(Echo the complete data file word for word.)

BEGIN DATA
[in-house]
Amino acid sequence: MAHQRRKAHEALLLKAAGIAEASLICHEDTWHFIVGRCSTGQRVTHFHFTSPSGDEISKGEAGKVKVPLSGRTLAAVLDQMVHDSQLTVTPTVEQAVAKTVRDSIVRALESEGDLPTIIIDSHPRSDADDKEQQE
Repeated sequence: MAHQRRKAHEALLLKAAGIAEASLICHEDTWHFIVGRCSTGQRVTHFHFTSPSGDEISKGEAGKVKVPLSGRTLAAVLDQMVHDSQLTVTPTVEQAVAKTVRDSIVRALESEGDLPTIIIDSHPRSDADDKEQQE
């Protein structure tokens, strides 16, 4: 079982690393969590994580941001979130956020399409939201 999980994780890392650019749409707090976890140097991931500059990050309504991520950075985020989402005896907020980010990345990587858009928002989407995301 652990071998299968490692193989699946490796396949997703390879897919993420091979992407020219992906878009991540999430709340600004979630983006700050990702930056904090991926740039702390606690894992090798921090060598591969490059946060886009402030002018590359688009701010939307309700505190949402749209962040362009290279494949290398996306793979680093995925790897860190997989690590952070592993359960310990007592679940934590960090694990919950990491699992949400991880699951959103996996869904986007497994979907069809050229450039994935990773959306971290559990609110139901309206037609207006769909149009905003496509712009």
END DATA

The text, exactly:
[in-house]
Amino acid sequence: MAHQRRKAHEALLLKAAGIAEASLICHEDTWHFIVGRCSTGQRVTHFHFTSPSGDEISKGEAGKVKVPLSGRTLAAVLDQMVHDSQLTVTPTVEQAVAKTVRDSIVRALESEGDLPTIIIDSHPRSDADDKEQQE
Repeated sequence: MAHQRRKAHEALLLKAAGIAEASLICHEDTWHFIVGRCSTGQRVTHFHFTSPSGDEISKGEAGKVKVPLSGRTLAAVLDQMVHDSQLTVTPTVEQAVAKTVRDSIVRALESEGDLPTIIIDSHPRSDADDKEQQE
């Protein structure tokens, strides 16, 4: 079982690393969590994580941001979130956020399409939201 999980994780890392650019749409707090976890140097991931500059990050309504991520950075985020989402005896907020980010990345990587858009928002989407995301 652990071998299968490692193989699946490796396949997703390879897919993420091979992407020219992906878009991540999430709340600004979630983006700050990702930056904090991926740039702390606690894992090798921090060598591969490059946060886009402030002018590359688009701010939307309700505190949402749209962040362009290279494949290398996306793979680093995925790897860190997989690590952070592993359960310990007592679940934590960090694990919950990491699992949400991880699951959103996996869904986007497994979907069809050229450039994935990773959306971290559990609110139901309206037609207006769909149009905003496509712009």